Situation 2: If agreement is entered between purchaser and builder/developer at a stage from plinth level to completion of 100% RCC framework, then in such case, 85% of the agreement value left after providing deduction under Rule 22A(3) and Rule 22A(1) of the Rajasthan Value Added Tax Rules would be the sales price for arriving at the value chargeable to tax.

Situation 3: If agreement is entered between purchaser and builder/developer at a stage from completion of RCC Framework to Occupancy Certificate, then in such case, 55% of agreement value left after providing deduction under Rule 22A(3) and Rule 22A(1) of the Rajasthan Value Added Tax Rules would be the sales price for arriving at the value chargeable to tax.

Situation 4: If agreement is entered between purchaser and builder/developer at a stage from Occupancy Certificate to completion of the construction, then in such case the agreement value would be not be chargeable to tax as there was no agreement till the occupancy certificate.

Resultant price after providing abovementioned stage specific deduction would be taxable sales price with regard to the taxation of goods to arrive at the output tax liability. Further, Input Tax Credit of the goods would also be allowed from the point where in agreement is entered between the purchaser and the builder/developer. No credit would be allowed for any goods purchased prior to the agreement.

b) Certification of stage at which the agreement is entered between the Builder and Purchaser:

Prevailing Law in Rajasthan does not prescribe methodology to ascertain that at which stage of the building, agreement between the builder and the purchaser was entered. It would be appropriate here to refer the relevant provisions in Rule 58(1A) of the Maharashtra Value Added Tax Rules, 2002 vide Notification No.VAT 1513/CR-147/Taxation-1, dated 29th January 2014 w.e.f. 20th June 2006

“b)  For determining the value of goods as per the Table clause (a), it shall be necessary for the dealer to furnish a certificate from the Local or Planning Authority certifying the date of completion of the stages referred above and where such authority does not have a procedure for providing such certificate then such certificate from a registered RCC consultant.”

Till any such mechanism has been provided in the law in Rajasthan, assessee might take a clue from the above rule and a certificate from the RCC Consultant may be obtained and kept in record, to be produced at the assessment stage before the assessing officer to substantiate his claim.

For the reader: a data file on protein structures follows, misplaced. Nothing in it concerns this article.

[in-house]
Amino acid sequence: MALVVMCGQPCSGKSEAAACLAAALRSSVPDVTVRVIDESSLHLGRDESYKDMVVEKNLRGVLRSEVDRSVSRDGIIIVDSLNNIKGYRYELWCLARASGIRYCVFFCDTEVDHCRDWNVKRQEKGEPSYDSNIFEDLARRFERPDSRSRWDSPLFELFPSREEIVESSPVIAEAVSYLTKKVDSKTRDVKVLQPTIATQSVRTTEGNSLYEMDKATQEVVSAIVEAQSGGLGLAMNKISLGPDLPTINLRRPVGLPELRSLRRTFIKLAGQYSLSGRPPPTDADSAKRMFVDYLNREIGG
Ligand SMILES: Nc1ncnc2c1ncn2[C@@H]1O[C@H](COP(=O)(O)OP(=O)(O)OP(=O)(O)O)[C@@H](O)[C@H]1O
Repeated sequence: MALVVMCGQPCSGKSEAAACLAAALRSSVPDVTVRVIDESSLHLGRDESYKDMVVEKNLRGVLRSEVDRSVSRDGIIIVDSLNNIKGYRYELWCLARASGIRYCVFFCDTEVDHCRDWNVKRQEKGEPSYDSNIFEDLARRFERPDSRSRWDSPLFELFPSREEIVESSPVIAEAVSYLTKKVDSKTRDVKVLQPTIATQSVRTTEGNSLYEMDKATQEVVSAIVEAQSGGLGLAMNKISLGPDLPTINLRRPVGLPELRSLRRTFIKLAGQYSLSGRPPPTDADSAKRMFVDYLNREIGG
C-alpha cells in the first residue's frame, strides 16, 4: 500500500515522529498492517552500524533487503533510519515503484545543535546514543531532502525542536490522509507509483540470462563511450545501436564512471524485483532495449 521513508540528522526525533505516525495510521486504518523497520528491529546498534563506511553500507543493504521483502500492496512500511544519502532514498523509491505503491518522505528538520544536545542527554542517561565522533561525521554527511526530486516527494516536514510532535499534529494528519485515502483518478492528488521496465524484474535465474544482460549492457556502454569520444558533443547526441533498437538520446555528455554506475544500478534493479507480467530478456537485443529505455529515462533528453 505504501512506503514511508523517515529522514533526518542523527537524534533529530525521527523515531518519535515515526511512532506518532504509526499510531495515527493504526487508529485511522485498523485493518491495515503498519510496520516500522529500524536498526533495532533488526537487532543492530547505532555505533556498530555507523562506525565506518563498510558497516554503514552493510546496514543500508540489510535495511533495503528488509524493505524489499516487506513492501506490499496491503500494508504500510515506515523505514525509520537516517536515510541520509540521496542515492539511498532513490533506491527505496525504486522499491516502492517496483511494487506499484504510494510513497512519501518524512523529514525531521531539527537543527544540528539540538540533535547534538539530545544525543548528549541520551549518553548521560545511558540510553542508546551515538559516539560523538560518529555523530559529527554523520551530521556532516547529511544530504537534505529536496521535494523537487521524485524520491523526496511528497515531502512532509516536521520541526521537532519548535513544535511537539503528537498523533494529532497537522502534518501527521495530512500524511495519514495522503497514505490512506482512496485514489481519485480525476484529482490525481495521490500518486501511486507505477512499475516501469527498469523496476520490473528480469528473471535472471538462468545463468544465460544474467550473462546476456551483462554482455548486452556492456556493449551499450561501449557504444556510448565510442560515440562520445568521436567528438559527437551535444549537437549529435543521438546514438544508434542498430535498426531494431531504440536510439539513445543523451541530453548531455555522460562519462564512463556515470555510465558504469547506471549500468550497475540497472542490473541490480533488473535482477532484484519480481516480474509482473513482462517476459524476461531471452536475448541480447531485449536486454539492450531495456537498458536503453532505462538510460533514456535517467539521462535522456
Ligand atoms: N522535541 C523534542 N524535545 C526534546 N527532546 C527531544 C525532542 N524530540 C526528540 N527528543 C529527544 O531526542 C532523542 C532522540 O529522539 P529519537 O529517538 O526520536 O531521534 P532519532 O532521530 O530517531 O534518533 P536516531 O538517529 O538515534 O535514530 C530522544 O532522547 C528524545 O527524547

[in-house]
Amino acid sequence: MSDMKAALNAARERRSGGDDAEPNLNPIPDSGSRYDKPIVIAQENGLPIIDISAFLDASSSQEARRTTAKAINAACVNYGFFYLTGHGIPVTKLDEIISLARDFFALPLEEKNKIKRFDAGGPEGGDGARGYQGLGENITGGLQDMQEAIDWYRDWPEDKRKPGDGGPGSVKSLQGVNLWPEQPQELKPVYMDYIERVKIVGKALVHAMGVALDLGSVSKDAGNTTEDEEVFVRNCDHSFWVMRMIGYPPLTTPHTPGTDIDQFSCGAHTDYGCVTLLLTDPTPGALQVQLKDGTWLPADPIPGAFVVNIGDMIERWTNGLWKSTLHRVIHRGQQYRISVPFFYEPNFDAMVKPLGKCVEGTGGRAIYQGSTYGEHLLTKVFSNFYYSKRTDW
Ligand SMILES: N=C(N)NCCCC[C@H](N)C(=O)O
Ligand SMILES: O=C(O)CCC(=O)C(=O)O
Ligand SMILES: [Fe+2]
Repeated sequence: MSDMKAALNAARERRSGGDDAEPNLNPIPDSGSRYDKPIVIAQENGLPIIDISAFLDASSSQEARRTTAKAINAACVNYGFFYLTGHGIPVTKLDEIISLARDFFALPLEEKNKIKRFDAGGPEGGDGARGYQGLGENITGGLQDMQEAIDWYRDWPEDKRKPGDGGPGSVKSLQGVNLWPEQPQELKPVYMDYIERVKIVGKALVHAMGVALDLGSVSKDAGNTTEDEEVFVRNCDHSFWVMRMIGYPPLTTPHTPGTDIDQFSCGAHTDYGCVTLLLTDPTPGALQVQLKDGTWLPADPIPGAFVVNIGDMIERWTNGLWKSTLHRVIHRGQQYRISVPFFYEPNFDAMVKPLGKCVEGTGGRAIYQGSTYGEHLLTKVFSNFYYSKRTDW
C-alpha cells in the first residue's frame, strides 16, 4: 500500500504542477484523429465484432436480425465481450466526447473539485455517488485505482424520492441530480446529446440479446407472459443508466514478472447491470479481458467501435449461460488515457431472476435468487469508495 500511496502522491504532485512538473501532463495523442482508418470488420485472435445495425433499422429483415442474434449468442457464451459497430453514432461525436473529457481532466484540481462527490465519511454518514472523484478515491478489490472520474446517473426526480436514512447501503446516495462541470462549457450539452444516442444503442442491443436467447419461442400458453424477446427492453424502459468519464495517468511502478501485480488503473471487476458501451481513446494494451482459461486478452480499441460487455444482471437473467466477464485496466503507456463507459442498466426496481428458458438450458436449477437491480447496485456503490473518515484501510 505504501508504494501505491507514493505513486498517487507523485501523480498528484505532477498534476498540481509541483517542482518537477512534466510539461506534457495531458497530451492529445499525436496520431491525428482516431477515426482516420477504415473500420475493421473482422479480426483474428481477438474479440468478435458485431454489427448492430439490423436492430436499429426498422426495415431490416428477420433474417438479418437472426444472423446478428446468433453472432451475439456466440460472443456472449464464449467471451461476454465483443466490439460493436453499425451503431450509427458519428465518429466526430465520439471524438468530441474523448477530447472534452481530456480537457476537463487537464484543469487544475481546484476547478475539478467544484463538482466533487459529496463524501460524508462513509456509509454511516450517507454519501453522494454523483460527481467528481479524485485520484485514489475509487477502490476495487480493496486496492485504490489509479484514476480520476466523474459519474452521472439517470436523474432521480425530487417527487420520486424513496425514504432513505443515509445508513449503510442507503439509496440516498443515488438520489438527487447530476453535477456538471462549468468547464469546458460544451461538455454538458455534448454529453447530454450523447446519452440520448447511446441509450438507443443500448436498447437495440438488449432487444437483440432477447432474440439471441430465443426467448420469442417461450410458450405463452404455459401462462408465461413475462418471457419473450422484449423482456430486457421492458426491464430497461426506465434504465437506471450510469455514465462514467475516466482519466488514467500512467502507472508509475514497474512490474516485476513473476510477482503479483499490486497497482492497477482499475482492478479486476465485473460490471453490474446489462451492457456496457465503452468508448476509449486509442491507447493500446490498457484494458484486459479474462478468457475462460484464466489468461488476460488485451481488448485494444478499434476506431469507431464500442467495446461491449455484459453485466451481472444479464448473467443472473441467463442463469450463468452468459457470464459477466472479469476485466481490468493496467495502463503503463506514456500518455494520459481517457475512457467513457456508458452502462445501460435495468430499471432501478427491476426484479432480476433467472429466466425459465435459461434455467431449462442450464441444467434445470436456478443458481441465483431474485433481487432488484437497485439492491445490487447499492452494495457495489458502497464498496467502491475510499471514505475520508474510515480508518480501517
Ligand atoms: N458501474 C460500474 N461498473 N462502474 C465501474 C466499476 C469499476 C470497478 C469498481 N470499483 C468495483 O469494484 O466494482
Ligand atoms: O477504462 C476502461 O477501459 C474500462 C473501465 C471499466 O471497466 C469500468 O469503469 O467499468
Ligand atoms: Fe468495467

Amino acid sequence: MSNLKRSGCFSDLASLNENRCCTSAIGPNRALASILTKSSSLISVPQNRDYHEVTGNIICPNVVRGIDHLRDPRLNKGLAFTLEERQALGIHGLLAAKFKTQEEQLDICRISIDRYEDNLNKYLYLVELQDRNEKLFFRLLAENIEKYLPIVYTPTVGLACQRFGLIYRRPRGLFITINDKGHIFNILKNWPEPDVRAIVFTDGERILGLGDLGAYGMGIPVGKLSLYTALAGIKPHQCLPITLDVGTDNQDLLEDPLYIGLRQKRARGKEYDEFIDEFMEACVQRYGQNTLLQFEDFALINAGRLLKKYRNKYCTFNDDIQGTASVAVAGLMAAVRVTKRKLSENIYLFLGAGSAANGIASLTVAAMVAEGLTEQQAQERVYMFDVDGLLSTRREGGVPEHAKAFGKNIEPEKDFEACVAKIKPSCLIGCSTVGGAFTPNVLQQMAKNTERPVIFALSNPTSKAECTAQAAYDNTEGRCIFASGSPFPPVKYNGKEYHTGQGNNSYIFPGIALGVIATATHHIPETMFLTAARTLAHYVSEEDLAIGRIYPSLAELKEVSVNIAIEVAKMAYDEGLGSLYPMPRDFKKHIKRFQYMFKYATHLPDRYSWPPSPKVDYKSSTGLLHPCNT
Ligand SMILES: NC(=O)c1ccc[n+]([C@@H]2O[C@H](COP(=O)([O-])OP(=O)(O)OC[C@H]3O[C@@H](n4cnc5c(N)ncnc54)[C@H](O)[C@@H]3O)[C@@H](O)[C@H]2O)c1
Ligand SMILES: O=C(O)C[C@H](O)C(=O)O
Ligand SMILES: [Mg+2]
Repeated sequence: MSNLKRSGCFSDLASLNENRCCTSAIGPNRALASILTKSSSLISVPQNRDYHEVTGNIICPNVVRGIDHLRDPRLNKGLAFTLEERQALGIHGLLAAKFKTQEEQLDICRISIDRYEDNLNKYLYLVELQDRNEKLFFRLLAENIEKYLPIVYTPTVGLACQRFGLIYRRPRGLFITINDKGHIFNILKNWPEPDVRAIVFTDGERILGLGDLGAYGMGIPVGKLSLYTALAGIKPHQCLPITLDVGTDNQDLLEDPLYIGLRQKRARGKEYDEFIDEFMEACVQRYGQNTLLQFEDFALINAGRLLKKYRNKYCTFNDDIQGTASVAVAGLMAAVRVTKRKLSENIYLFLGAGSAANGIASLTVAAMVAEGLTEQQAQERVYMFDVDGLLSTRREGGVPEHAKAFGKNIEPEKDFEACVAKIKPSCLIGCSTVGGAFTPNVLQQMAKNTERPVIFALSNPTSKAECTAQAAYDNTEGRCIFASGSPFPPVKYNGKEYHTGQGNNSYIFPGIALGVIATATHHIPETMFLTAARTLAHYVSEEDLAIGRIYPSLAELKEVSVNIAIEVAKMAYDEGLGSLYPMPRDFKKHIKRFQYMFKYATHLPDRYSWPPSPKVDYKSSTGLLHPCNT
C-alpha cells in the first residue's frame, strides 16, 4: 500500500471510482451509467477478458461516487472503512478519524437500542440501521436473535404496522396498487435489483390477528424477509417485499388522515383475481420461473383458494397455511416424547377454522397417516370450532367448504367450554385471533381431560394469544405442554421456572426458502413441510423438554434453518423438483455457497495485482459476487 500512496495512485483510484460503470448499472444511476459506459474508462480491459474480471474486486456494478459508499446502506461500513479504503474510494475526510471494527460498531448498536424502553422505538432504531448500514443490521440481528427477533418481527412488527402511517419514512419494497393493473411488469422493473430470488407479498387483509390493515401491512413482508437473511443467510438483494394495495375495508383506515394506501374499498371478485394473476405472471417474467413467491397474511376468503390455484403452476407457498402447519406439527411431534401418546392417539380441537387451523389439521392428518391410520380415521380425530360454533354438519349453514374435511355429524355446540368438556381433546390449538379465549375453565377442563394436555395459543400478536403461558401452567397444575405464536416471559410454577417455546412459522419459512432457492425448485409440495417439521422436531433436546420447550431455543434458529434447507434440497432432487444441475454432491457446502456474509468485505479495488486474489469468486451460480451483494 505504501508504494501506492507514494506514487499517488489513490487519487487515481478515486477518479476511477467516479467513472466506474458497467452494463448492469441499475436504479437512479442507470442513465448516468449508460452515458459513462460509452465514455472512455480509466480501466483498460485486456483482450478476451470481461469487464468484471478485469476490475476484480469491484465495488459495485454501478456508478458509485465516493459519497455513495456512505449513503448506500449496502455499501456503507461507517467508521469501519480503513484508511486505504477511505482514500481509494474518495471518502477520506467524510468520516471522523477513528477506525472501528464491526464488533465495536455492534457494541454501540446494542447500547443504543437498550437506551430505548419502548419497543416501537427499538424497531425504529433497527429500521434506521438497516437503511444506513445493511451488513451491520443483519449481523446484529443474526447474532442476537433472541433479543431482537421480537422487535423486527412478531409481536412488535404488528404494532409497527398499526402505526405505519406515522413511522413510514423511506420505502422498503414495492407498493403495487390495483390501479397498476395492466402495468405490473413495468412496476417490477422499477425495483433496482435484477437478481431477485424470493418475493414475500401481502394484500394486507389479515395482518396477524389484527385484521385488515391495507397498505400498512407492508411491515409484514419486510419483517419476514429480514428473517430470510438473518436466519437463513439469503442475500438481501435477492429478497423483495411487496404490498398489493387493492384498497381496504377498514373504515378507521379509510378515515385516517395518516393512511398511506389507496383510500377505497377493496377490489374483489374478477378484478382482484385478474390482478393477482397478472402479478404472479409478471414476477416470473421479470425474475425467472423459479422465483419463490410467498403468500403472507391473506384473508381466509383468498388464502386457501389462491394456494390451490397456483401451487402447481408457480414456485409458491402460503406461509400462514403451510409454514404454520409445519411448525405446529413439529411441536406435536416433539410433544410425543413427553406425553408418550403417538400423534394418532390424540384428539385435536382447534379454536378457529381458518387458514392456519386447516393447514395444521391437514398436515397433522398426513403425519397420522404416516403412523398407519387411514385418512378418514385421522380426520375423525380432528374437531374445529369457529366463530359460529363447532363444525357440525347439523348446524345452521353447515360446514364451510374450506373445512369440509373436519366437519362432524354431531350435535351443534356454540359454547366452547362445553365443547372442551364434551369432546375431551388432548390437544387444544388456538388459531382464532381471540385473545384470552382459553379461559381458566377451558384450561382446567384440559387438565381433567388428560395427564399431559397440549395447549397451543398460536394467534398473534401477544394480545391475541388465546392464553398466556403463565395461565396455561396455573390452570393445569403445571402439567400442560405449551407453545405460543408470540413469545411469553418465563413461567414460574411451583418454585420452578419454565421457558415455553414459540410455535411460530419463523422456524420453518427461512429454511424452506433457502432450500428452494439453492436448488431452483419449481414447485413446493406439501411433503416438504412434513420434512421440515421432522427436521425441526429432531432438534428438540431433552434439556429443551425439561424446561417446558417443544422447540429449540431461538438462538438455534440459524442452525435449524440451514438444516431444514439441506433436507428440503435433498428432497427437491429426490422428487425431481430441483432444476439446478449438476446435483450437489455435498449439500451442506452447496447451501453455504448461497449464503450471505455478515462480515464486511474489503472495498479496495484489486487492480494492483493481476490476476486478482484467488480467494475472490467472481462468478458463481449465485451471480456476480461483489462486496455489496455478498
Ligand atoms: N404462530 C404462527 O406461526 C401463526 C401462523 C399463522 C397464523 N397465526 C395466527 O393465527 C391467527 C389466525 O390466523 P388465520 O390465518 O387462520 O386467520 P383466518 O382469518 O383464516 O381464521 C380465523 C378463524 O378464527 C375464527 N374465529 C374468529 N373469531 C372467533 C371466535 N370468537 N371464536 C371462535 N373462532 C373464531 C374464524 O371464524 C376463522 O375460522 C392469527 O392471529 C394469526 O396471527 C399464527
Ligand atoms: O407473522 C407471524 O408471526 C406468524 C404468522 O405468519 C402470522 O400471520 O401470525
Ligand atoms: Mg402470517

Law prevailing in Rajasthan should specify mechanism to ascertain the stage at which the agreement has been entered between the builder and the developer otherwise, it would only result into unending litigation between the department and the assessee that whether the assessee has claimed correct deduction in respect of the stage of agreement.

c) Whether a builder can adopt profit plus method wherein the taxable value of the goods incorporated is arrived by adding profit to the cost of the goods incorporated in the contract:

Although the law in Rajasthan is silent in this respect, however Trade Circular No. Build-Devep/Adm.Relief.06-10/Adtn-8, Mumbai, Dated 17/04/2014 Trade Circular No. 12T of 2014 issued by the Office of Commissioner of Sales Tax, Maharashtra threw light upon the same as follows:

“Ans. Discharging the tax liability by applying the method of Cost of material plus Gross Profit has been discarded by the Hon. Bombay High Court by its judginent in Writ petition 2440 of 2012 dated 30/10/2012. In this respect, Trade Circulars 18T of 2012 dt. 26/09/2012 and 7T of 2014 dt. 21/02/2014 are already issued.

The Next query was as follows:

“(24) The profit attributable to the cost of the goods incorporated in the contract shall be deemed to be equal to 20% of such cost.

Ans. Trade Circulars 18T of 2012 dt. 26/09/2012 and 7T of 2014 dt. 21/02/2014 have already been issued. No method other than the statutory method is allowed to discharge the tax liability in case of works contract.”

It would be appropriate here to highlight the relevant text of the judgement of the Hon’ble Bombay High Court in the matter of Builders Association Of India vs The State Of Maharashtra on 30 October, 2012 as referred in the above clarification

“Where the Legislature has an option of adopting one of several methods of determining assessable value, it is trite law that the legislature or its delegate can choose one among several accepted modalities of computation. The legislature while enacting law or its delegate while framing subordinate legislation are legitimately entitled to provide, in the interest of uniformity, that a particular method of computation shall be adopted. So long as the method which has been adopted is not arbitrary and bears a reasonable nexus with the object of the legislation, the Court would not interfere in a statutory choice made by the legislature or by its delegate. In the present case, rule 58(1A) mandates how the value of goods involved in the execution of a construction contract at the time of the transfer of property in the goods is to be determined in those cases where contract also involves a transfer of land or interest in land.

Plainly, rule 58(1A) does not permit the developer to take recourse to a method of computation other than what is specified in the provision.”

Thus provisions similar to Rule 58(1A) of MAVT Rules also find place in Rule 22A of the Rajasthan Value Added Tax Rules 2003. They both provide for deduction on the line of the judgement of the Hon’ble Apex Court in the matter of Gannon Daunkerley & Co. & Ors vs State Of Rajasthan & Ors on 17 November, 1992. Thus profit plus method or any other method would not be applicable and only specific method as provided in law would be applicable.